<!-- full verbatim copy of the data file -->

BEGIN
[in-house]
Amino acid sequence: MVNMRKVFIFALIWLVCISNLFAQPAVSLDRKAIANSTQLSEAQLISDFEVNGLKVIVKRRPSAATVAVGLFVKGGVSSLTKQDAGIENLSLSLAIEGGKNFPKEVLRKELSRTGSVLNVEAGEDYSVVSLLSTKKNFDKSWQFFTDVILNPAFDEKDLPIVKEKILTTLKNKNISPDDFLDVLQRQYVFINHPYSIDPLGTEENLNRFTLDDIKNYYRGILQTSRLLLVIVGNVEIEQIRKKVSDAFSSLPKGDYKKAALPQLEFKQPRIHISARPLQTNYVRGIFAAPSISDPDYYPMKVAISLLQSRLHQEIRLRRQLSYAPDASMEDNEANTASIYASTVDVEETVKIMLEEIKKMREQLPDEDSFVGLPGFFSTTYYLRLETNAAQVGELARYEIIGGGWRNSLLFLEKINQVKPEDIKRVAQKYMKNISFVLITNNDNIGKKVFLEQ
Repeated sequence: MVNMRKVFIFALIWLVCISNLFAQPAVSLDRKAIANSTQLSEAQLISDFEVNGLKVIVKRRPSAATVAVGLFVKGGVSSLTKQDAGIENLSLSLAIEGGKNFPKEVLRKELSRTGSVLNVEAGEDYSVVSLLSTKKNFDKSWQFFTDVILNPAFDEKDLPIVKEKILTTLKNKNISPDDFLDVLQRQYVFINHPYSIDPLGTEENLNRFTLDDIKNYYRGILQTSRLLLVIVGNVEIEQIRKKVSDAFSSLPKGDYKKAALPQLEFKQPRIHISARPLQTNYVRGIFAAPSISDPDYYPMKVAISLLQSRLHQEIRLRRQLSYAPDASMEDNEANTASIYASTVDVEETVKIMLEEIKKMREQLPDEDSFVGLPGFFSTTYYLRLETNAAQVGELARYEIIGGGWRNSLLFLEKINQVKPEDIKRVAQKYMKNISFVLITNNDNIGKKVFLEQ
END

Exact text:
[in-house]
Amino acid sequence: MVNMRKVFIFALIWLVCISNLFAQPAVSLDRKAIANSTQLSEAQLISDFEVNGLKVIVKRRPSAATVAVGLFVKGGVSSLTKQDAGIENLSLSLAIEGGKNFPKEVLRKELSRTGSVLNVEAGEDYSVVSLLSTKKNFDKSWQFFTDVILNPAFDEKDLPIVKEKILTTLKNKNISPDDFLDVLQRQYVFINHPYSIDPLGTEENLNRFTLDDIKNYYRGILQTSRLLLVIVGNVEIEQIRKKVSDAFSSLPKGDYKKAALPQLEFKQPRIHISARPLQTNYVRGIFAAPSISDPDYYPMKVAISLLQSRLHQEIRLRRQLSYAPDASMEDNEANTASIYASTVDVEETVKIMLEEIKKMREQLPDEDSFVGLPGFFSTTYYLRLETNAAQVGELARYEIIGGGWRNSLLFLEKINQVKPEDIKRVAQKYMKNISFVLITNNDNIGKKVFLEQ
Repeated sequence: MVNMRKVFIFALIWLVCISNLFAQPAVSLDRKAIANSTQLSEAQLISDFEVNGLKVIVKRRPSAATVAVGLFVKGGVSSLTKQDAGIENLSLSLAIEGGKNFPKEVLRKELSRTGSVLNVEAGEDYSVVSLLSTKKNFDKSWQFFTDVILNPAFDEKDLPIVKEKILTTLKNKNISPDDFLDVLQRQYVFINHPYSIDPLGTEENLNRFTLDDIKNYYRGILQTSRLLLVIVGNVEIEQIRKKVSDAFSSLPKGDYKKAALPQLEFKQPRIHISARPLQTNYVRGIFAAPSISDPDYYPMKVAISLLQSRLHQEIRLRRQLSYAPDASMEDNEANTASIYASTVDVEETVKIMLEEIKKMREQLPDEDSFVGLPGFFSTTYYLRLETNAAQVGELARYEIIGGGWRNSLLFLEKINQVKPEDIKRVAQKYMKNISFVLITNNDNIGKKVFLEQ